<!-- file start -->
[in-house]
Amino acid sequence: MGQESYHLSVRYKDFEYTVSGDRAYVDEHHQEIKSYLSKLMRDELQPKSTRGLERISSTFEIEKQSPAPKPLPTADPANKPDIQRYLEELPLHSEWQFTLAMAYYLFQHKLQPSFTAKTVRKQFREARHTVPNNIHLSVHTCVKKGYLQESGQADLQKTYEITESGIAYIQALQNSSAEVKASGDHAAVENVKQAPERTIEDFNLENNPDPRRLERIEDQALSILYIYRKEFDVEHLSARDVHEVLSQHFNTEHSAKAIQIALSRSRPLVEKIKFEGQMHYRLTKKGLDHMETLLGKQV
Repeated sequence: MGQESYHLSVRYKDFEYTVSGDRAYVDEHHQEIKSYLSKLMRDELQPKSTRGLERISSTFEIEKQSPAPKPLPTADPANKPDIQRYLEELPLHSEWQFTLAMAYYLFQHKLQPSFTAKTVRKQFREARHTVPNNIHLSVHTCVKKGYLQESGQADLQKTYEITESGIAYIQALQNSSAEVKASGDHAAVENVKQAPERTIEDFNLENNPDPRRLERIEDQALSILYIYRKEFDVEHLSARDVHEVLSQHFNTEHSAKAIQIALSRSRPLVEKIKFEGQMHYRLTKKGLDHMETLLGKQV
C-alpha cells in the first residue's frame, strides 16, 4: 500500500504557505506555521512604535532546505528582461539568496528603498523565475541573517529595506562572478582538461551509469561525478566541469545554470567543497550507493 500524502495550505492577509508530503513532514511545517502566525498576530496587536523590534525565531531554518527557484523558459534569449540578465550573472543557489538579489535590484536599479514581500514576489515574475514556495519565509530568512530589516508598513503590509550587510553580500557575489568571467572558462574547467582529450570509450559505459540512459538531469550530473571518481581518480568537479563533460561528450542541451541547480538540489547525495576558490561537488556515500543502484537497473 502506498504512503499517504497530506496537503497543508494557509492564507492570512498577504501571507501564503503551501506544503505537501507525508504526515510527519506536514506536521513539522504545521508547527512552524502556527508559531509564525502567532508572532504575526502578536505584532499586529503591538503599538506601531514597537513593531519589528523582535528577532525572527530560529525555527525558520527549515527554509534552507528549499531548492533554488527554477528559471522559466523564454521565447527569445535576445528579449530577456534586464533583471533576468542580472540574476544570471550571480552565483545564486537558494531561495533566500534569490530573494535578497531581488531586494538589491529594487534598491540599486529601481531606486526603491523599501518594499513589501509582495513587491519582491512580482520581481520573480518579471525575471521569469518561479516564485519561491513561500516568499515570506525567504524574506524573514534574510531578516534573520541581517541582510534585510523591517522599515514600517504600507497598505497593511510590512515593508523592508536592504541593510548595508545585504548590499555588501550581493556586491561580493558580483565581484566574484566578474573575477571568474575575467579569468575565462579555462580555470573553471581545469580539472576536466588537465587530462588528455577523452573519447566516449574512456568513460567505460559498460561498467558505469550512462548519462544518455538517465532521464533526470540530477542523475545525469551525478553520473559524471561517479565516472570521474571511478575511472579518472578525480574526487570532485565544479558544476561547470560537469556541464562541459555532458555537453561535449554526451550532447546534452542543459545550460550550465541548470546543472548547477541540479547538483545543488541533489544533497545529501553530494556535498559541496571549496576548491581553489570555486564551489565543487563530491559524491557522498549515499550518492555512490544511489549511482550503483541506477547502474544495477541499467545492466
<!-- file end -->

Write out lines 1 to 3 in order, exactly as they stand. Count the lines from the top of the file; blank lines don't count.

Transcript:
[in-house]
Amino acid sequence: MGQESYHLSVRYKDFEYTVSGDRAYVDEHHQEIKSYLSKLMRDELQPKSTRGLERISSTFEIEKQSPAPKPLPTADPANKPDIQRYLEELPLHSEWQFTLAMAYYLFQHKLQPSFTAKTVRKQFREARHTVPNNIHLSVHTCVKKGYLQESGQADLQKTYEITESGIAYIQALQNSSAEVKASGDHAAVENVKQAPERTIEDFNLENNPDPRRLERIEDQALSILYIYRKEFDVEHLSARDVHEVLSQHFNTEHSAKAIQIALSRSRPLVEKIKFEGQMHYRLTKKGLDHMETLLGKQV
Repeated sequence: MGQESYHLSVRYKDFEYTVSGDRAYVDEHHQEIKSYLSKLMRDELQPKSTRGLERISSTFEIEKQSPAPKPLPTADPANKPDIQRYLEELPLHSEWQFTLAMAYYLFQHKLQPSFTAKTVRKQFREARHTVPNNIHLSVHTCVKKGYLQESGQADLQKTYEITESGIAYIQALQNSSAEVKASGDHAAVENVKQAPERTIEDFNLENNPDPRRLERIEDQALSILYIYRKEFDVEHLSARDVHEVLSQHFNTEHSAKAIQIALSRSRPLVEKIKFEGQMHYRLTKKGLDHMETLLGKQV